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Previews of the Kingdom

Here’s a hypothesis:  The miracles Jesus did were previews of the Kingdom, and/or parables of the Kingdom no less than the spoken parables.  Let’s kick this around and see if it holds up.
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Here are two occasions when (it seems to me) Jesus plainly states that it’s true.

When Jesus sends out the 70, part of his instruction to them is, “Heal the sick in it and say to them, ‘The kingdom of God has come near to you.’ But whenever you enter a town and they do not receive you, go into its streets and say, ‘Even the dust of your town that clings to our feet we wipe off against you. Nevertheless know this, that the kingdom of God has come near.’ “ (Luke 10:9-11)

Wherever Jesus rules, the Kingdom is there.

When accused of doing healings by the power of a false god, Jesus declares, “But if it is by the Spirit of God that I cast out demons, then the kingdom of God has come upon you.” (Matthew 12:28, Luke 11:20)

Wherever Jesus rules, the Kingdom is there.  In that sense we live in the Kingdom now—and in a number of places that kind of language is used.  But these two passages aren’t the Kingdom in that sense:  Jesus says the Kingdom is coming near even where his kingship is not accepted!  But where the miraculous healings were happening, Jesus says, the Kingdom is there.  At least, a foretaste of what it will be like—sickness and death banished, for a short time, a demonstration of what we’re promised is coming in full, at Jesus’s return.

Let’s dig for some examples.

The transfiguration is most definitely a Kingdom preview – Jesus in glory, Moses and Elijah alive again, all of them surrounded by the cloud of God’s glory and God speaking directly to men. (Matthew 17:1-8, Mark 9:2-8, Luke 9:28-36)  We know this experience created an indelible impression on Peter.  He wrote about it years later, in 2 Peter 1:16-18, where he plainly states that the transfiguration was a demonstration of the “power and coming of our Lord Jesus Christ”.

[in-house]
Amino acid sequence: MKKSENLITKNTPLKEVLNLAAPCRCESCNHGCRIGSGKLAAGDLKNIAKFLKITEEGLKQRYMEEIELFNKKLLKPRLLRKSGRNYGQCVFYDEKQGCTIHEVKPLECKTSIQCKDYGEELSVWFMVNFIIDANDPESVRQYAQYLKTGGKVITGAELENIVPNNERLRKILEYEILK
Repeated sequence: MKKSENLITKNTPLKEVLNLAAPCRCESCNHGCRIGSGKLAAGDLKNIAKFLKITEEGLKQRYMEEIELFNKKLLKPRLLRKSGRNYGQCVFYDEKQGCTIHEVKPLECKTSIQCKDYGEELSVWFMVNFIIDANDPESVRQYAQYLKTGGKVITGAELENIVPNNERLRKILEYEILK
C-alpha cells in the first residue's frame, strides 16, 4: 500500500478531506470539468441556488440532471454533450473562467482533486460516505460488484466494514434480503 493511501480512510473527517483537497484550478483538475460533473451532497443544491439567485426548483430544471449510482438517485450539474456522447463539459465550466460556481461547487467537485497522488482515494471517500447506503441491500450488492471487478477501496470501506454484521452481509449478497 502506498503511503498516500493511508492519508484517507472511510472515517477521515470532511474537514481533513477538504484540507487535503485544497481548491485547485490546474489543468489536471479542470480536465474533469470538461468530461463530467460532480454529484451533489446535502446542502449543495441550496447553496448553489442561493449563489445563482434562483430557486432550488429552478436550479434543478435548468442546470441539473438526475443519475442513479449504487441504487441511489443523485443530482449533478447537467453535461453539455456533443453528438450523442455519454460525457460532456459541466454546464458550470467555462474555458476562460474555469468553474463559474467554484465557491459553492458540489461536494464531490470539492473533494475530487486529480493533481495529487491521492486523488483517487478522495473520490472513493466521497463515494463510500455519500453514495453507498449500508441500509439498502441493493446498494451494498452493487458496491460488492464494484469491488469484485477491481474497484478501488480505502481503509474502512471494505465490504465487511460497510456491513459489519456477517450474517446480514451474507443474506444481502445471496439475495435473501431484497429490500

Here’s another.  John the Baptist sends disciples to ask Jesus, “Are you the one who is to come, or shall we look for another?”  In response, Jesus has them watch him for a while, then says to them, “Go and tell John what you hear and see: the blind receive their sight and the lame walk, lepers are cleansed and the deaf hear, and the dead are raised up, and the poor have good news preached to them.”  (Matthew 11:2-6, Luke 7:18-23)

Obviously one thing Jesus is saying is that the miracles bear witness that yes, he is the one.  But I think there’s more—there’s an allusion to Isaiah 35, which is clearly a Kingdom prophecy.  Jesus is telling John’s followers that the miracles are a foretaste of the healing of all ills when God’s Kingdom fills the earth.  (Extra credit:  There’s more along the same lines elsewhere in Isaiah – follow up the cross references!)

This response to John’s disciples is basically the same message Jesus proclaims on another occasion, in his home-town synagogue in Nazareth.  There he directly quotes Isaiah 61 and says it is being fulfilled that day—another Kingdom passage, and no one would suggest the fulfillment was complete that day.  Certainly not Jesus, because he ends the quote in mid-sentence, and does not go on to the parts that will only be fulfilled when Jesus comes again as the divinely appointed Judge. (Luke 4:16-21, quoting Isaiah 61:1-2)

Our hypothesis seems to be on solid ground.  We can easily see that when Jesus raised people from the dead it was a preview of the great resurrection at his coming.  What about other specific miracles?  This would be a great topic for you and your family or your study group to dig into.  What aspect of the Kingdom is being previewed in the healing of the centurion’s servant, or the epileptic boy, or the woman with a hemorrhage?  Lepers, lame, blind, hungry—what specific aspect of the Kingdom is foreshadowed in the miracles done by Jesus to help these people?

And then:  How ought those previews to affect us?  Compare ourselves with the three disciples at the transfiguration, the father of the epileptic boy, the widow whose son is raised at Nain.  And so on.  Lots to talk about!  I hope you enjoy the exploration!

Love, Paul

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